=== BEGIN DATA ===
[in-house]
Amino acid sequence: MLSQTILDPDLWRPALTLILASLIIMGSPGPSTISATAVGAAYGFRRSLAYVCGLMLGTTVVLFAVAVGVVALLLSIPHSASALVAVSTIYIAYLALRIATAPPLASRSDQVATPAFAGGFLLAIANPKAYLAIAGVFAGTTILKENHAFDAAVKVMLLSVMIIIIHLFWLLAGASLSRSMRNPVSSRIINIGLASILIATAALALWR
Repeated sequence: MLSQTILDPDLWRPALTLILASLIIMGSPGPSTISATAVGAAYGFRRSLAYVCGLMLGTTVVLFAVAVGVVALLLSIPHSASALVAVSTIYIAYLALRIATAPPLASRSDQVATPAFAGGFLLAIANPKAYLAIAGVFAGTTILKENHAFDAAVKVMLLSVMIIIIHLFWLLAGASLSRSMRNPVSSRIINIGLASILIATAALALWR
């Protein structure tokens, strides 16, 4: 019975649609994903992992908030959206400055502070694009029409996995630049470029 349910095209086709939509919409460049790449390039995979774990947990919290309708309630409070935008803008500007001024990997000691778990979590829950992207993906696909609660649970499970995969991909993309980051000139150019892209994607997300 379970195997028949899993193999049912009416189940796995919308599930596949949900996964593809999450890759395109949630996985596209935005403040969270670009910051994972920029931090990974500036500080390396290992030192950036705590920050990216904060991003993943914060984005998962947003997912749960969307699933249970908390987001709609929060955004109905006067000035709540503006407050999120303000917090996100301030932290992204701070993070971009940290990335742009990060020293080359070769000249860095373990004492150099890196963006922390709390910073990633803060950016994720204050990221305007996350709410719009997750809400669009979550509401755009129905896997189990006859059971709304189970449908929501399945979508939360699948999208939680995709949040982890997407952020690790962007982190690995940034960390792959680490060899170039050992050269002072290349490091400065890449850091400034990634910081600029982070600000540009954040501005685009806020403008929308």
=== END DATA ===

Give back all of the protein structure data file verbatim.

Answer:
[in-house]
Amino acid sequence: MLSQTILDPDLWRPALTLILASLIIMGSPGPSTISATAVGAAYGFRRSLAYVCGLMLGTTVVLFAVAVGVVALLLSIPHSASALVAVSTIYIAYLALRIATAPPLASRSDQVATPAFAGGFLLAIANPKAYLAIAGVFAGTTILKENHAFDAAVKVMLLSVMIIIIHLFWLLAGASLSRSMRNPVSSRIINIGLASILIATAALALWR
Repeated sequence: MLSQTILDPDLWRPALTLILASLIIMGSPGPSTISATAVGAAYGFRRSLAYVCGLMLGTTVVLFAVAVGVVALLLSIPHSASALVAVSTIYIAYLALRIATAPPLASRSDQVATPAFAGGFLLAIANPKAYLAIAGVFAGTTILKENHAFDAAVKVMLLSVMIIIIHLFWLLAGASLSRSMRNPVSSRIINIGLASILIATAALALWR
């Protein structure tokens, strides 16, 4: 019975649609994903992992908030959206400055502070694009029409996995630049470029 349910095209086709939509919409460049790449390039995979774990947990919290309708309630409070935008803008500007001024990997000691778990979590829950992207993906696909609660649970499970995969991909993309980051000139150019892209994607997300 379970195997028949899993193999049912009416189940796995919308599930596949949900996964593809999450890759395109949630996985596209935005403040969270670009910051994972920029931090990974500036500080390396290992030192950036705590920050990216904060991003993943914060984005998962947003997912749960969307699933249970908390987001709609929060955004109905006067000035709540503006407050999120303000917090996100301030932290992204701070993070971009940290990335742009990060020293080359070769000249860095373990004492150099890196963006922390709390910073990633803060950016994720204050990221305007996350709410719009997750809400669009979550509401755009129905896997189990006859059971709304189970449908929501399945979508939360699948999208939680995709949040982890997407952020690790962007982190690995940034960390792959680490060899170039050992050269002072290349490091400065890449850091400034990634910081600029982070600000540009954040501005685009806020403008929308």